Every year the Major League Baseball Draft has fascinating storylines. This year, one of the more interesting situations will be where right-handed pitcher Phil Bickford goes in the draft.
Coming out of high school in 2013, Bickford was considered a tough sign in the days leading up to the draft. However, this didn’t stop the Toronto Blue Jays from selecting the young righty with the 10th overall pick.
This decision ended up back firing on the Blue Jays as they failed to sign Bickford to a deal. Bickford reportedly had a $4.25 million price tag prior to the draft, which was significantly higher than the assigned value of $2,921,400 for the No. 10 pick.
Bickford decided to play at Cal State Fullerton and pass on the opportunity to play professional baseball for reasons that still remain unexplained to this day.
When asked about why he felt playing college baseball was a better decision for him at that time, Drew Farrar, the sports information director at the College of Southern Nevada (Bickford’s current school), quickly jumped in and interrupted the interview.
He stated Bickford didn’t want to discuss the draft, despite all the questions being approved prior to the interview.
“We’re going to stay away from questions like that,” Farrar said. “That is in the past. Regarding the 2013 draft that is in the past, he’s here to go forward.”
He was only interested in talking about his college career so far and what he is working on in order to prepare for the rest of the season.
In Bickford first college season at Cal State Fullerton last spring, he posted solid numbers going 6-3 with a 2.13 earned run average and 74 strikeouts in 76 innings. However, his fastball velocity was only in the 88-92 mph range after sitting in the mid-90s on a regular basis his senior year of high school.
This past summer in the prestigious Cape Cod League his velocity returned when he pitched in relief, hitting 93-98 mph, while allowing runs in only two of his 17 appearances. He also registered 44 strikeouts in just 27 2/3 innings of work.
After being named the top prospect in the Cape Cod League and turning heads with his outstanding stuff, Bickford made the decision to transfer from Cal State Fullerton just three days prior to the start of the school year.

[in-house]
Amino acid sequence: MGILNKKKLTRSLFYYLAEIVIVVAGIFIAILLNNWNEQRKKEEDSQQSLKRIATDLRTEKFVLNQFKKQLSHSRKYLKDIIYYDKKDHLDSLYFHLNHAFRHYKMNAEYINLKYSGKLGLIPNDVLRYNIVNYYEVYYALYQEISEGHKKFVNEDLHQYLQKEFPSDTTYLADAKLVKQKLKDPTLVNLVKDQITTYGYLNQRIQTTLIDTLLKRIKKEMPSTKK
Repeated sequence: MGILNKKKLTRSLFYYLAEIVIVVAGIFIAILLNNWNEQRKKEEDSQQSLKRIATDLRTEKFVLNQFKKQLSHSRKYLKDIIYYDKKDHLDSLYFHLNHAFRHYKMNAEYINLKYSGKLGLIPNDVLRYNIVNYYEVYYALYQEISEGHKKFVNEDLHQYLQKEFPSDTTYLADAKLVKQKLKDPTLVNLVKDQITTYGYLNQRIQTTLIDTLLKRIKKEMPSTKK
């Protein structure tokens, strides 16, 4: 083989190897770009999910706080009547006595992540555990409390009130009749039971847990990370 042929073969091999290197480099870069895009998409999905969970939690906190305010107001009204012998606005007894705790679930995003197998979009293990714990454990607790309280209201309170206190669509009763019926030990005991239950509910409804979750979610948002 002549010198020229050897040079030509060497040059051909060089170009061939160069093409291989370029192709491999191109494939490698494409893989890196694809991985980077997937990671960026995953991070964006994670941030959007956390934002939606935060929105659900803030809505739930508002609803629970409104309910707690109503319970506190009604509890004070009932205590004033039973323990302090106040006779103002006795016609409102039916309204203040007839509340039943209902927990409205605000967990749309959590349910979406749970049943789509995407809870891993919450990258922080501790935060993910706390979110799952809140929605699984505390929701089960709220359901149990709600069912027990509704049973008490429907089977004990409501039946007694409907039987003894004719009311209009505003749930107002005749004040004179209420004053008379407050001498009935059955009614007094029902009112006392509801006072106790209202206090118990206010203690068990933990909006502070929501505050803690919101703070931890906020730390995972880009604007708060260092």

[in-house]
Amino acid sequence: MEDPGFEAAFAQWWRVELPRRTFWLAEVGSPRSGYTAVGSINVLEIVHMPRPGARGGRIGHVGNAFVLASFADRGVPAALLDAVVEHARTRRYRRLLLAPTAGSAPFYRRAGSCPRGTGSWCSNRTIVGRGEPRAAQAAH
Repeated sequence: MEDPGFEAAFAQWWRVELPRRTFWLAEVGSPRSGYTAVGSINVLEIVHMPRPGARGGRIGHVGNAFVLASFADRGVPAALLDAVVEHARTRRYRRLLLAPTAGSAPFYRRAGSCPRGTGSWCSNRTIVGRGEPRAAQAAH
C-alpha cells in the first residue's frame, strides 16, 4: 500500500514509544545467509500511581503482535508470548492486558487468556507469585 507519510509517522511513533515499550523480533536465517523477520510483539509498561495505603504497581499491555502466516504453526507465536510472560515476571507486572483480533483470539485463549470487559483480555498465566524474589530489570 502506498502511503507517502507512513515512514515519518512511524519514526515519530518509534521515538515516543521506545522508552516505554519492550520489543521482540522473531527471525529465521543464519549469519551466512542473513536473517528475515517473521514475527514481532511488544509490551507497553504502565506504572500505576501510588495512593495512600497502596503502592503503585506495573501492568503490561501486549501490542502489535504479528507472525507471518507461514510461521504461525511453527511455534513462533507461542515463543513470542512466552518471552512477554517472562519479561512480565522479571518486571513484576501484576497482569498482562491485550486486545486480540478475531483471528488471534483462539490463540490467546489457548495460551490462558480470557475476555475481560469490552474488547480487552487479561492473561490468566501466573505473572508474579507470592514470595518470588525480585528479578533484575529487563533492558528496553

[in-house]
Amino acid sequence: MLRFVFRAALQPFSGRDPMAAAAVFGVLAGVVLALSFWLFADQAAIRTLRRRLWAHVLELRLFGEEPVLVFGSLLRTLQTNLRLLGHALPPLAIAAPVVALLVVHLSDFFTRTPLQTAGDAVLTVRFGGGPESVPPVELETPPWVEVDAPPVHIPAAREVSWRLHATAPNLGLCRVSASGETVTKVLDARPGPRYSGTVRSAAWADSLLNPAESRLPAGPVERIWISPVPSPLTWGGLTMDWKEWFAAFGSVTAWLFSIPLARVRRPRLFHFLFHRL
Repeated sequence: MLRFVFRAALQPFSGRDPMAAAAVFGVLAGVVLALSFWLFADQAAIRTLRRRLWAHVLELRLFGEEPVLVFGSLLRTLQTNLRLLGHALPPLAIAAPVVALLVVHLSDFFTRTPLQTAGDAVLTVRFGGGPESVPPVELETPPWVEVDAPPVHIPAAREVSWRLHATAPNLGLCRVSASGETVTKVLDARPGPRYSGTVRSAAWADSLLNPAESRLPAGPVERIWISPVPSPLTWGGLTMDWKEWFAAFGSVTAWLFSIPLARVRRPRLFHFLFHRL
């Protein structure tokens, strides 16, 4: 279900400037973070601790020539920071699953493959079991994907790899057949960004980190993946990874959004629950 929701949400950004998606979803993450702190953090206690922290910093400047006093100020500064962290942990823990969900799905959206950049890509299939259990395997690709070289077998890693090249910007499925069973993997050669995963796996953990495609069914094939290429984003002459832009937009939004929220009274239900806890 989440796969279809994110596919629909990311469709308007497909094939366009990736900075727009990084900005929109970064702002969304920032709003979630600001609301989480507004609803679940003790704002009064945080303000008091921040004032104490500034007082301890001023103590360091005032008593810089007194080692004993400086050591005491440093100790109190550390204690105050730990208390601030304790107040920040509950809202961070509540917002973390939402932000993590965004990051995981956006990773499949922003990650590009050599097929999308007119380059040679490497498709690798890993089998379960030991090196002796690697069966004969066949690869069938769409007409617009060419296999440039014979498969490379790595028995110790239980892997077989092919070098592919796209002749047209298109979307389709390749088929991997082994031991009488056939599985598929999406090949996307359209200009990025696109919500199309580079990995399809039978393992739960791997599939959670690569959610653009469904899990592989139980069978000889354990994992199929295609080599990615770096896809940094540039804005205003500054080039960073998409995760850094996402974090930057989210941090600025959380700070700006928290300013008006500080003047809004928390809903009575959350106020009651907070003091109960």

He ended up transferring to the College of Southern Nevada in order to make himself draft eligible for the 2015 MLB Draft. Had he stayed with the Titans, he would have had to wait another year to turn pro.
“I had planned to have a great three years at Fullerton and play the course there,” Bickford said. “But as the summer was going on up in the Cape and the way the things were playing out a lot of people were just telling me ‘Man dude you should go to a JC school, that is a way to go.’
“Kind of towards the end that is where my heart was telling me to do, and we made that decision and found out what program would be a good fit. We decided to go with CSN, and every single day has been a blessing. It has been great up here.”
Through his first 11 starts with CSN, Bickford has been outstanding posting a 6-1 record with a solid 1.77 ERA, 105 strikeouts and just 15 walks in 56 innings.
Bickford has done a tremendous job with his command and establishing the strike zone, and said that his ability to trust his off-speed pitches has also been a major reason for the success.
If he is able to continue this success on the mound, there is a good chance he could once again be a first round pick, as MLB.com currently ranks Bickford as the 16th best prospect in June’s MLB Draft class.
He throws an exceptional fastball, and his slider has continued to improve, developing into an above average offering. However, the one pitch Bickford needs to continue to develop is his changeup.
Through his first eight starts Bickford said he had only thrown his changeup once, mainly due to his four-seam fastball, two-seam fastball and slider all being very effective pitches.
While not throwing and being comfortable with his changeup shouldn’t have an effect on his draft stock, it is safe to say whichever professional team drafts him will make sure he is able to throw at least an average changeup to keep hitters off balanced.
Regardless of the draft and what the future has in store for Bickford, right now he just hoping he can continue to develop and improve throughout the remainder of the season.
“Just every single time I go on the mound, I’ve been telling myself just to get better,” Bickford said regarding what he hopes to improve on over the remainder of the season. “Every single outing is an opportunity to get better and to do better than last time. Just staying the course and getting better every time I go out there.”